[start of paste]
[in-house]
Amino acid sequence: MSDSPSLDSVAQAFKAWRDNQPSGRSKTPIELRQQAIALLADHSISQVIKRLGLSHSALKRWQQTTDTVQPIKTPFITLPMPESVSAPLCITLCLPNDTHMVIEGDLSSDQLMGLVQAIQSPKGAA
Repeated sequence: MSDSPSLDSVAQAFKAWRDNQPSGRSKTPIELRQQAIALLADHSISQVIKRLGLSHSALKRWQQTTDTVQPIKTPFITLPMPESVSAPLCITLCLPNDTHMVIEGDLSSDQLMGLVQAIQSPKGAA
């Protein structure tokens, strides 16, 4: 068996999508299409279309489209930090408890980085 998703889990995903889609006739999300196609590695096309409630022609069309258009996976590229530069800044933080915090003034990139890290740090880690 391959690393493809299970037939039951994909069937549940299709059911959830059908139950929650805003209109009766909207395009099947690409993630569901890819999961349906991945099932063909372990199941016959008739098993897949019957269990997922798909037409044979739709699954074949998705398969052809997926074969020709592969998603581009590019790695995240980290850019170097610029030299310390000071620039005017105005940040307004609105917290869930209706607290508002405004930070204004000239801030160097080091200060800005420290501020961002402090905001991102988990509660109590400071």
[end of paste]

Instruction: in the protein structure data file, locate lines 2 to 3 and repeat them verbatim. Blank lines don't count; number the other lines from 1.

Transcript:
Amino acid sequence: MSDSPSLDSVAQAFKAWRDNQPSGRSKTPIELRQQAIALLADHSISQVIKRLGLSHSALKRWQQTTDTVQPIKTPFITLPMPESVSAPLCITLCLPNDTHMVIEGDLSSDQLMGLVQAIQSPKGAA
Repeated sequence: MSDSPSLDSVAQAFKAWRDNQPSGRSKTPIELRQQAIALLADHSISQVIKRLGLSHSALKRWQQTTDTVQPIKTPFITLPMPESVSAPLCITLCLPNDTHMVIEGDLSSDQLMGLVQAIQSPKGAA